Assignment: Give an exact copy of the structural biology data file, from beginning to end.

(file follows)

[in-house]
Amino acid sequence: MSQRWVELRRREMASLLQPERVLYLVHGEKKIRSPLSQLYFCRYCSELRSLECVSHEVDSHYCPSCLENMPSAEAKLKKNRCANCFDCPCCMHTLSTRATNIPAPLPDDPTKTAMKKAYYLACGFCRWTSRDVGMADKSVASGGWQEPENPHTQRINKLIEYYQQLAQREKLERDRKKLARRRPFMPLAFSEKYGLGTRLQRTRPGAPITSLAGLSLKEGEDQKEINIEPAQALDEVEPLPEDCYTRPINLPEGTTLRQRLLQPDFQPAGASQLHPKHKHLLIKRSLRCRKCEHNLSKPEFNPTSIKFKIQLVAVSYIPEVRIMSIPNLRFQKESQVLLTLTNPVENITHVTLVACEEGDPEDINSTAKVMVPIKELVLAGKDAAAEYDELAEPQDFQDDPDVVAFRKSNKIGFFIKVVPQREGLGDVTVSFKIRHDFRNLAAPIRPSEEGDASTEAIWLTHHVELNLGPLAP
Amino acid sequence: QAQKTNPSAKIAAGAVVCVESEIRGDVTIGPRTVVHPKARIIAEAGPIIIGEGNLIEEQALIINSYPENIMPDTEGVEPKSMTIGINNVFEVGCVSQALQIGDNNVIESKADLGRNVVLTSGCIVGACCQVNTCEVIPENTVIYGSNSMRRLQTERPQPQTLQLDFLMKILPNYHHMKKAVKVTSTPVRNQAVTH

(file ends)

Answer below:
[in-house]
Amino acid sequence: MSQRWVELRRREMASLLQPERVLYLVHGEKKIRSPLSQLYFCRYCSELRSLECVSHEVDSHYCPSCLENMPSAEAKLKKNRCANCFDCPCCMHTLSTRATNIPAPLPDDPTKTAMKKAYYLACGFCRWTSRDVGMADKSVASGGWQEPENPHTQRINKLIEYYQQLAQREKLERDRKKLARRRPFMPLAFSEKYGLGTRLQRTRPGAPITSLAGLSLKEGEDQKEINIEPAQALDEVEPLPEDCYTRPINLPEGTTLRQRLLQPDFQPAGASQLHPKHKHLLIKRSLRCRKCEHNLSKPEFNPTSIKFKIQLVAVSYIPEVRIMSIPNLRFQKESQVLLTLTNPVENITHVTLVACEEGDPEDINSTAKVMVPIKELVLAGKDAAAEYDELAEPQDFQDDPDVVAFRKSNKIGFFIKVVPQREGLGDVTVSFKIRHDFRNLAAPIRPSEEGDASTEAIWLTHHVELNLGPLAP
Amino acid sequence: QAQKTNPSAKIAAGAVVCVESEIRGDVTIGPRTVVHPKARIIAEAGPIIIGEGNLIEEQALIINSYPENIMPDTEGVEPKSMTIGINNVFEVGCVSQALQIGDNNVIESKADLGRNVVLTSGCIVGACCQVNTCEVIPENTVIYGSNSMRRLQTERPQPQTLQLDFLMKILPNYHHMKKAVKVTSTPVRNQAVTH